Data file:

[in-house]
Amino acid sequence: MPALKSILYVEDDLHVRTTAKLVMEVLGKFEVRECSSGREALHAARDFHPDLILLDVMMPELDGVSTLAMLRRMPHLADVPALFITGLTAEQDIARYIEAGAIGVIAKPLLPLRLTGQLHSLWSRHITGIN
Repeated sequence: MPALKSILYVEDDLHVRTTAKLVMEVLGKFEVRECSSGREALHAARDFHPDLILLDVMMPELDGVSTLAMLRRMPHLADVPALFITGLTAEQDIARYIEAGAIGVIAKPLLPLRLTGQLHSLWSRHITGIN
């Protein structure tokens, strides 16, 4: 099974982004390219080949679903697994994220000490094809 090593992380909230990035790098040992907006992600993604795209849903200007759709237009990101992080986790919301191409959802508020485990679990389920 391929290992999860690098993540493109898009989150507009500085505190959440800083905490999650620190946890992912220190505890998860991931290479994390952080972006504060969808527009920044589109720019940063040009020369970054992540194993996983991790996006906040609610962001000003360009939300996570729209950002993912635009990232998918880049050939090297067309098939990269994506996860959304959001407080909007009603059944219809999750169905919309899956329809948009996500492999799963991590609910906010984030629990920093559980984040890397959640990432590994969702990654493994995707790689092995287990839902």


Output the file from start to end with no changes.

[in-house]
Amino acid sequence: MPALKSILYVEDDLHVRTTAKLVMEVLGKFEVRECSSGREALHAARDFHPDLILLDVMMPELDGVSTLAMLRRMPHLADVPALFITGLTAEQDIARYIEAGAIGVIAKPLLPLRLTGQLHSLWSRHITGIN
Repeated sequence: MPALKSILYVEDDLHVRTTAKLVMEVLGKFEVRECSSGREALHAARDFHPDLILLDVMMPELDGVSTLAMLRRMPHLADVPALFITGLTAEQDIARYIEAGAIGVIAKPLLPLRLTGQLHSLWSRHITGIN
């Protein structure tokens, strides 16, 4: 099974982004390219080949679903697994994220000490094809 090593992380909230990035790098040992907006992600993604795209849903200007759709237009990101992080986790919301191409959802508020485990679990389920 391929290992999860690098993540493109898009989150507009500085505190959440800083905490999650620190946890992912220190505890998860991931290479994390952080972006504060969808527009920044589109720019940063040009020369970054992540194993996983991790996006906040609610962001000003360009939300996570729209950002993912635009990232998918880049050939090297067309098939990269994506996860959304959001407080909007009603059944219809999750169905919309899956329809948009996500492999799963991590609910906010984030629990920093559980984040890397959640990432590994969702990654493994995707790689092995287990839902």